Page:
The domestic response to yesterday’s Eurostat announcement has been fairly predictable. Opposition politicians are treating it as a substantively bad development that makes our fiscal problems worse. The government are calling it a mere technicality that is nothing to worry about.
I’ve generally been critical of those who seek to ease our fiscal problems via accounting gimmicks. So, on this point, I’m more inclined to agree with the government than the opposition. There may be some particularly uninformed bond traders out there for whom it was news that the government’s €4 billion recapitalisation of Anglo last year wasn’t actually an investment but I wouldn’t imagine there’s too many. Irish government bond yields may have risen a bit yesterday but this may be more related to increased jitteriness about the Greek situation and its potential spillovers than the fact that our headline deficit figure has been changed.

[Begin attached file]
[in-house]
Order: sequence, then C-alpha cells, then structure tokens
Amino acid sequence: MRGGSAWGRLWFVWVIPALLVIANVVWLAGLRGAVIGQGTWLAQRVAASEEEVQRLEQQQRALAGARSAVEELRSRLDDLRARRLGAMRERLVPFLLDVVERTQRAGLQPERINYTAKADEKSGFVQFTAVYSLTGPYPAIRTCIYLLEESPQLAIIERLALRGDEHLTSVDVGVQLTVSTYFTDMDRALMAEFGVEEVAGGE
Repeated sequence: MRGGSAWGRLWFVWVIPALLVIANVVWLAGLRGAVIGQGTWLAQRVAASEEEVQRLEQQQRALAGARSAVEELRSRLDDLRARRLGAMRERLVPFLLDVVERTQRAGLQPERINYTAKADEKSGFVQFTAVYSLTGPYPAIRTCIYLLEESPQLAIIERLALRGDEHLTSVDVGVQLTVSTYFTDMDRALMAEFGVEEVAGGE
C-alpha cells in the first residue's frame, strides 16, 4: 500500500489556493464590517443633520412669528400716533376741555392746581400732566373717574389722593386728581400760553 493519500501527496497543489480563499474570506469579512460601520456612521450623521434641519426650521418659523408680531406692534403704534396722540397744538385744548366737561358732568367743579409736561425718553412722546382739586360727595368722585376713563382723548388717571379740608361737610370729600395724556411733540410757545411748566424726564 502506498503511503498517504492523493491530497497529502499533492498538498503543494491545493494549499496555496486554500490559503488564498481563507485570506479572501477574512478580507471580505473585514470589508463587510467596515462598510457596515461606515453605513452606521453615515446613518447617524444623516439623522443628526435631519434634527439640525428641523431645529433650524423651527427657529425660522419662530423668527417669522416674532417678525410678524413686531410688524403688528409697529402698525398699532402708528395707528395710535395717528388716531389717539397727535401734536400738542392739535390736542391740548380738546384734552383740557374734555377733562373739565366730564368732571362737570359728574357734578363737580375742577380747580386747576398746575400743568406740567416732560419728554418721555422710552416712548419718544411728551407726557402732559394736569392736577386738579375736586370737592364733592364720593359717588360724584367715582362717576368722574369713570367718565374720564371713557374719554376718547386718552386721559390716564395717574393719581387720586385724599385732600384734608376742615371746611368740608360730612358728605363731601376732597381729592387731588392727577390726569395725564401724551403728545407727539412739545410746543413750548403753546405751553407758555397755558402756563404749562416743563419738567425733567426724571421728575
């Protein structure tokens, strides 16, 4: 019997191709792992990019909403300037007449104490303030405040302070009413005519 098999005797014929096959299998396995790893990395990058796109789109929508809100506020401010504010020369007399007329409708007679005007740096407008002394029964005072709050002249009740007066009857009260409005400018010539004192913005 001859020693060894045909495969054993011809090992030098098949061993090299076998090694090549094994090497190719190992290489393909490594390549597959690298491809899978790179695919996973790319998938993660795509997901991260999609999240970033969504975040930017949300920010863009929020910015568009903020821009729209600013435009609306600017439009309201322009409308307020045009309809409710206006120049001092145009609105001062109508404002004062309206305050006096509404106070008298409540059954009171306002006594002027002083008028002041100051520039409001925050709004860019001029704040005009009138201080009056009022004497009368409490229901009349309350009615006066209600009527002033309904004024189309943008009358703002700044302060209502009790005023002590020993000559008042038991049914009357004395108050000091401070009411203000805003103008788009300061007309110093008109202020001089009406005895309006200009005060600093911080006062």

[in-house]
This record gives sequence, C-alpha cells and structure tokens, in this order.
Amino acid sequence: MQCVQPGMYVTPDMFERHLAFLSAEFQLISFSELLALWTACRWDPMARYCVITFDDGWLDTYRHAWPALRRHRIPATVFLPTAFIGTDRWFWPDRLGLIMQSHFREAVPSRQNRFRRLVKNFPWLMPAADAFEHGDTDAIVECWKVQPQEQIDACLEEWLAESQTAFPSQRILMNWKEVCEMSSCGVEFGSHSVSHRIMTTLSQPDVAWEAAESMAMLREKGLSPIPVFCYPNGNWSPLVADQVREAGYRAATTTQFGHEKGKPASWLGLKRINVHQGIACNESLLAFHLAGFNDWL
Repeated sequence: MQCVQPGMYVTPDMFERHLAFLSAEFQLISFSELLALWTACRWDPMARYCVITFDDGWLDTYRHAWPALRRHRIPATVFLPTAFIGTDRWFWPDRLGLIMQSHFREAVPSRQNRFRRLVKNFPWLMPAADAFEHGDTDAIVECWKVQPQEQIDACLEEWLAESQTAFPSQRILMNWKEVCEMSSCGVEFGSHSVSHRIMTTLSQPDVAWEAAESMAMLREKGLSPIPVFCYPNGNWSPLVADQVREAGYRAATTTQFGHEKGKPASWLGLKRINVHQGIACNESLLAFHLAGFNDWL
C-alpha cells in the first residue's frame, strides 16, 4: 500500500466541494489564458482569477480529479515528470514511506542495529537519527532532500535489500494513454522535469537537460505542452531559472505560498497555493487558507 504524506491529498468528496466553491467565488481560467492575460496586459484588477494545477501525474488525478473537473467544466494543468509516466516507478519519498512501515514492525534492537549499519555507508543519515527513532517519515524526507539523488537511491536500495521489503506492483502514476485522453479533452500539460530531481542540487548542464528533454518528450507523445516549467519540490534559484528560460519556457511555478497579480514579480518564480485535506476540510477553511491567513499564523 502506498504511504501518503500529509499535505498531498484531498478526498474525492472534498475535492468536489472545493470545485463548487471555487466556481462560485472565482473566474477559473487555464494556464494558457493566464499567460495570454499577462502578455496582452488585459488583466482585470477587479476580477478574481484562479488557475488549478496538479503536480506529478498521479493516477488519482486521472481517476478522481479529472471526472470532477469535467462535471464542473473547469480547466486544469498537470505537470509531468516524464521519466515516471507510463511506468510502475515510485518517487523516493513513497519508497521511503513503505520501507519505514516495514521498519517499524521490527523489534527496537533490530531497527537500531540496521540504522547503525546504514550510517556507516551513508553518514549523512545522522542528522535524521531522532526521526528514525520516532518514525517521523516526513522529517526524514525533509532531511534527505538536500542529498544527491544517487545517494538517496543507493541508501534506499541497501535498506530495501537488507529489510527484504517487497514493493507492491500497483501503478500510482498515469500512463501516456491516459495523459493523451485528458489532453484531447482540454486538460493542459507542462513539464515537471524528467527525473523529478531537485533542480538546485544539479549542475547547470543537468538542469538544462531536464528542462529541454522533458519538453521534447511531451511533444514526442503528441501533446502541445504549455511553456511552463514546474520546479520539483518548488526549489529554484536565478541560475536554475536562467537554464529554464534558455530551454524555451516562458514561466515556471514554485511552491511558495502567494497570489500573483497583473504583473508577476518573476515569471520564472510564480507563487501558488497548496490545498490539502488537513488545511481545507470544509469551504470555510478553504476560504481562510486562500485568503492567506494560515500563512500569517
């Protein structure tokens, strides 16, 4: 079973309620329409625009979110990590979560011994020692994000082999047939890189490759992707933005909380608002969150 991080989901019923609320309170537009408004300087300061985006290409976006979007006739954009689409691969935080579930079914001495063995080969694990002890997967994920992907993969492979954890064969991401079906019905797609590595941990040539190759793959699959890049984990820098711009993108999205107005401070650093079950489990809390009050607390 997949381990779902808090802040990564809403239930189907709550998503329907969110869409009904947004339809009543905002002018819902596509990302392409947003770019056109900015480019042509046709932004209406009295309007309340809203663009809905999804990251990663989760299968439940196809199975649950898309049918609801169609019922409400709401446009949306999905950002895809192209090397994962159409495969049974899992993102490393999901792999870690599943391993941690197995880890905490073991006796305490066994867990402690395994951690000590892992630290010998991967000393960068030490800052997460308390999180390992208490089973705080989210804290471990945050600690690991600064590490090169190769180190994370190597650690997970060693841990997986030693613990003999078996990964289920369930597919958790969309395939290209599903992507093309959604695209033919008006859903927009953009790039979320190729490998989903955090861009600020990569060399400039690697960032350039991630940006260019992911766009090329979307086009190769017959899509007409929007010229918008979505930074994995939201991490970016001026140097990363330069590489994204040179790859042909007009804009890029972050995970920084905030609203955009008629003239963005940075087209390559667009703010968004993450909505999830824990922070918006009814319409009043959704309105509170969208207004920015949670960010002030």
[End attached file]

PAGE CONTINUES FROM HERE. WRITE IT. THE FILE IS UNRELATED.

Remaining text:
Of course, one problem that the government has in making its “just a technicality” argument is that this same government practically bent over backwards to create the strange beast that is the NAMA SPV and then emphasised how important this accounting gimmick was. For instance, we were told that Brian Lenihan “heartily welcomed” Eurostat’s decision to keep the NAMA debt off balance sheet and that he said the SPV “is an essential device for ensuring that our national debt is off balance sheet in Eurostat terms”. So I think there’s an element of live by the sword, die by the sword about this situation.